Hot answers tagged speech
Short answer:It's a contraction. These are modified in pronunciation beyond the more normal form's simple truncation, but they are the same thing, fundamentally. Essentially, it's a form of contraction that has been informally promoted to a word. (yes, that's a neologism as mentioned in the comments) Support: Oxford calls it contraction. ...
When I learned this “rule” (in first grade, I believe), it was explained that and separates the whole part from the fractional part: 2⅔=two and two thirds. The word and would only represent the decimal point in decimal numbers when they are read out in the formal “fractional” reading of decimals, as 2.3=two and three tenths, or 1.75=one and seventy-five one-...
How about simply translating née into English, giving born? "Jane Smith (born Doe)" For an example of usage, see this web page Additionally, see this definition (1b): used for saying that someone had a particular condition, personal quality, name, or social status at the time when they were born [...] e.g. Elton John, born Reginald Dwight.
In the spoken language, these examples are strings of words where the realisation of the strings in speech is quite different from the citation forms of the individual words. A citation form is the phonetic form of the word when we mention the word without using it in its normal sense. So for example we might say: This is the word "can". Here the item ...
The closest thing might be the NATO Phonetic Alphabet. Alpha Bravo Charlie Delta Echo Foxtrot Golf Hotel India Juliet Kilo Lima Mike November Oscar Papa Quebec Romeo Sierra Tango Uniform Victor Whiskey Xray Yankee Zulu
If you want informal, you can go with "Can't say", which is short and concise (though, it might be a bit ambiguous if someone interprets it as "I'm not allowed to say"). You could also go with the classic "I don't know" or "I have no idea". Formally, I usually go with "That is outside of my area of expertise".
I'd love to help you @user129811, but I can't think of anything right now.
This is a touchy and complicated issue. There is no simple answer. I'm gay and I probably would be far more offended by the use of "retarded" than by the use of "gay" that you're describing. The problem is not if you are offending anyone but if you might offend someone, and where and when. I personally don't mind people using the word "gay" that way, in ...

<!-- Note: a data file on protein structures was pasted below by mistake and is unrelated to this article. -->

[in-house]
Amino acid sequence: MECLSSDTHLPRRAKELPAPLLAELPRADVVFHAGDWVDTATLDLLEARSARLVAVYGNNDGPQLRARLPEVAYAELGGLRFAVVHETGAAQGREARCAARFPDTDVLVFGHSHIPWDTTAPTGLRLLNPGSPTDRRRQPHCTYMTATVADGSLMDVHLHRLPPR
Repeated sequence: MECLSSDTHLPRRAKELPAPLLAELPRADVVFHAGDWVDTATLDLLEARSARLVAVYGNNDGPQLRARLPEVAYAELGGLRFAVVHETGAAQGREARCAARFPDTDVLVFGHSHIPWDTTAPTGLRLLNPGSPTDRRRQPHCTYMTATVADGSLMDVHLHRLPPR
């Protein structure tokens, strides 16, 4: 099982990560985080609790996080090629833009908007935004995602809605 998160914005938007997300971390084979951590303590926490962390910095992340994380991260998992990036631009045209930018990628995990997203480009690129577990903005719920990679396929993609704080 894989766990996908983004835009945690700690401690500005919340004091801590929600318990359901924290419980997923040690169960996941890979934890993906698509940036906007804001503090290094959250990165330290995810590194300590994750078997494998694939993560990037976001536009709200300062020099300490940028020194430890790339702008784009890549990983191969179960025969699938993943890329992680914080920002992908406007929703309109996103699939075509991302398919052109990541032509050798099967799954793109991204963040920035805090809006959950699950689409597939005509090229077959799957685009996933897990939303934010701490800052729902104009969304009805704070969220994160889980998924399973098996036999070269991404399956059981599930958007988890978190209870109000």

This is more a linguistics question than an English language question in my opinion. The quality of Yoda's speech that makes it sound strange to English speakers - and the speakers of the majority of earth's langauges is that it uses a very uncommon linguistic typology or word ordering known as Object-Subject-Verb (OSV) or sometimes Object-Agent-Verb (OAV).
You could say: (It) beats me! thefreedictionary (It) beats me. and (It's) got me beat.; You got me beat. Inf. I do not know the answer.; I cannot figure it out. The question has me stumped. Example1: Bill: When are we supposed to go over to Tom's? Bill: Beats me. Example2: Sally: What's the largest river in the world? Bob: You got me beat. ...
From the various tongue twister collections you can find (English Tongue Twisters, alpha dictionary English Tongue-Twisters, English club Tongue-Twisters, ...), one of the hardest is the classic: The sixth sick Sheik's sixth sheep is sick. But that will obviously vary depending on your accent and region. As illustrated by this college exercise, it can ...
The practice of doing so is actually a field of research and the use of these words in such a manner can be classified as fillers, used while someone is busy grasping what they want to say and so on. From Wikipedia we get a general overview of this: Fillers are parts of speech which are not generally recognized as purposeful or containing formal ...
I'm not sure I understand your question, but I believe the speakers are using this Native American word. From the Wikipedia article on the Lakota language: "Hau kola", literally, "Hello, friend," is the most common greeting, and was transformed into the generic motion picture American Indian "How!", just as the traditional feathered headdress of the ...
I plead the 5th. The privilege against compelled self-incrimination is defined as "the constitutional right of a person to refuse to answer questions or otherwise give testimony against himself